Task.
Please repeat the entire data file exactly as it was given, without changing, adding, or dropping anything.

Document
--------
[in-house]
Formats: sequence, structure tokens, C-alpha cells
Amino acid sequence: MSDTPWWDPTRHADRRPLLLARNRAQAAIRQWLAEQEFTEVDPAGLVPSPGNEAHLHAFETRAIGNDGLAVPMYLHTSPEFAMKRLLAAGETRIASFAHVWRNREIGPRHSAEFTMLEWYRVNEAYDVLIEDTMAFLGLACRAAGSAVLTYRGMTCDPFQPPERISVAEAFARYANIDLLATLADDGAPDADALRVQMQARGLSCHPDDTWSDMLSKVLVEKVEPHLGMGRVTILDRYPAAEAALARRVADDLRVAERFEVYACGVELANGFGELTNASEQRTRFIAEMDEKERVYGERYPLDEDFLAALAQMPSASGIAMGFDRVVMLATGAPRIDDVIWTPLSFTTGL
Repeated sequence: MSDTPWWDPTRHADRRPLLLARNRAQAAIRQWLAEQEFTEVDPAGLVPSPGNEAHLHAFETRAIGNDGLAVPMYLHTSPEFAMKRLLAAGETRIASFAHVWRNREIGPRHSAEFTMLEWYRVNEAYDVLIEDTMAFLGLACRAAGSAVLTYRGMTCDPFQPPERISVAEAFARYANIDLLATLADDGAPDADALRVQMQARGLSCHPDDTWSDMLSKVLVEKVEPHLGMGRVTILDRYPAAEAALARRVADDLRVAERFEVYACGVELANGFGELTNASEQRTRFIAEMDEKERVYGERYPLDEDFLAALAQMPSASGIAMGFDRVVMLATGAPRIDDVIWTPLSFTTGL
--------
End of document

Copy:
[in-house]
Formats: sequence, structure tokens, C-alpha cells
Amino acid sequence: MSDTPWWDPTRHADRRPLLLARNRAQAAIRQWLAEQEFTEVDPAGLVPSPGNEAHLHAFETRAIGNDGLAVPMYLHTSPEFAMKRLLAAGETRIASFAHVWRNREIGPRHSAEFTMLEWYRVNEAYDVLIEDTMAFLGLACRAAGSAVLTYRGMTCDPFQPPERISVAEAFARYANIDLLATLADDGAPDADALRVQMQARGLSCHPDDTWSDMLSKVLVEKVEPHLGMGRVTILDRYPAAEAALARRVADDLRVAERFEVYACGVELANGFGELTNASEQRTRFIAEMDEKERVYGERYPLDEDFLAALAQMPSASGIAMGFDRVVMLATGAPRIDDVIWTPLSFTTGL
Repeated sequence: MSDTPWWDPTRHADRRPLLLARNRAQAAIRQWLAEQEFTEVDPAGLVPSPGNEAHLHAFETRAIGNDGLAVPMYLHTSPEFAMKRLLAAGETRIASFAHVWRNREIGPRHSAEFTMLEWYRVNEAYDVLIEDTMAFLGLACRAAGSAVLTYRGMTCDPFQPPERISVAEAFARYANIDLLATLADDGAPDADALRVQMQARGLSCHPDDTWSDMLSKVLVEKVEPHLGMGRVTILDRYPAAEAALARRVADDLRVAERFEVYACGVELANGFGELTNASEQRTRFIAEMDEKERVYGERYPLDEDFLAALAQMPSASGIAMGFDRVVMLATGAPRIDDVIWTPLSFTTGL